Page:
Life will choke you out

2-3 days per week I go to a nondescript building where grown men (and occasionally women) will try to choke me to death and break my limbs. It costs $120 a month and it’s completely legal. Sometimes I think I’m going to die when I’m being crushed under the weight of someone twice my size, but I know that all I need to do is hold out for a few more seconds so I can escape or just politely ask him/her to let me go. The twisted community I belong to is a Brazilian Jiu-Jitsu academy.

For 30-60 minutes a class, a gang of stronger and/or more skilled students take turns reminding me that I’m not a winner, but I am a survivor. Jiu-Jitsu is about proving that I can endure 7 minutes of misery and come out alive on the other side just to relive that torture after a minute of rest.

Bipolar is a black belt that I can’t ever beat. It’s always 5 moves ahead of me and knows just what to do to cause maximum damage. Every time I think I beat it, it comes back even harder as if to punish me for thinking I could win. It wants to suffocate me and break my body. I could let it, too. Just give up and never get back on the mat of my life. Walk away from everything because I don’t want to deal with the pain of trying to fight this seemingly invincible opponent.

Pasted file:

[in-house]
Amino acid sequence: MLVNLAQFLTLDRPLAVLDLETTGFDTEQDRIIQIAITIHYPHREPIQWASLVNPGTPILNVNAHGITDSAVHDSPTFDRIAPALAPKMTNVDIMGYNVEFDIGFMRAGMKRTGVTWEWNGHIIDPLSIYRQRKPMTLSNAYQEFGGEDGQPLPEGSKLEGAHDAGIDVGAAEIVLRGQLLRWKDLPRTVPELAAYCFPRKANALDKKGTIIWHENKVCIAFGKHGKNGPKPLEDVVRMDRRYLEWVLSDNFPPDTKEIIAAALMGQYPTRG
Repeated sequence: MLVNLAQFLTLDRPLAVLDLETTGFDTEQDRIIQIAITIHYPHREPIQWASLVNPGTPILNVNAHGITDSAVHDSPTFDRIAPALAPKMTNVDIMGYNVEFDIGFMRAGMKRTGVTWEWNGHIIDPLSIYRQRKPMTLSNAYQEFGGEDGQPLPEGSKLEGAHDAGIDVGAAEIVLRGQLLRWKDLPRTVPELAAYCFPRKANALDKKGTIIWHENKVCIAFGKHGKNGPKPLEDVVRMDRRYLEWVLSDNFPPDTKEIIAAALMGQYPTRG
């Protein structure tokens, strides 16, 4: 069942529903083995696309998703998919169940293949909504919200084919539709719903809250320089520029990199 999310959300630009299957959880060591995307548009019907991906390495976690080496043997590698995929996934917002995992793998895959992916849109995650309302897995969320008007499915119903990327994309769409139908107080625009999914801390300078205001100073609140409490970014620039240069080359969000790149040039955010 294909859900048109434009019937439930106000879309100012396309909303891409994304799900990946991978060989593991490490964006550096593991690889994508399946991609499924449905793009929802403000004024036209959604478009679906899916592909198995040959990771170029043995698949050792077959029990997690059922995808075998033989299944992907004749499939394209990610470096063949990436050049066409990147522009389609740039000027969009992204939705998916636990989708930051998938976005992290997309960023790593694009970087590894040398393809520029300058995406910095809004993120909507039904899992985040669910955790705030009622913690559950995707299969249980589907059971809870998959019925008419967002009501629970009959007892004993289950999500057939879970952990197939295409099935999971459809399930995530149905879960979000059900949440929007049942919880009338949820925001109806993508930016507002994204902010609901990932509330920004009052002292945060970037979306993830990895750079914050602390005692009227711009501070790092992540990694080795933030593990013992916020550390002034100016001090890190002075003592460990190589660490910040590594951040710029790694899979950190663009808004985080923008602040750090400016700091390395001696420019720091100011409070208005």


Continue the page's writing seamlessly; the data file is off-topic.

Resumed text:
And yet I still go to Jiu-Jitsu class to get beaten by guys that are just as invincible as this illness. Some of those guys I’ll never be able to beat, but they know that they’re going to see me on the mats again. I could quit so easily and no one would judge me. This sport is hard on the body and the ego. Still, something compels me to go back and get my ass kicked.

Most of my ability to survive and escape while sparring just comes naturally because I’ve been surviving a mental illness that started to sink its hooks into me when I was 14 years old. What I do learn everyday I spar is that it’s okay to feel overwhelmed by a force more powerful than myself. That I may be suffocating, but it won’t last forever. That if something becomes too much for me to handle, I can tap out and live to fight another day. Surviving Bipolar is the same as fighting for 7 minutes in Jiu-Jitsu hell. It isn’t about winning. It’s about getting so used to the futile struggle that I can keep fighting my losing battle against Bipolar.


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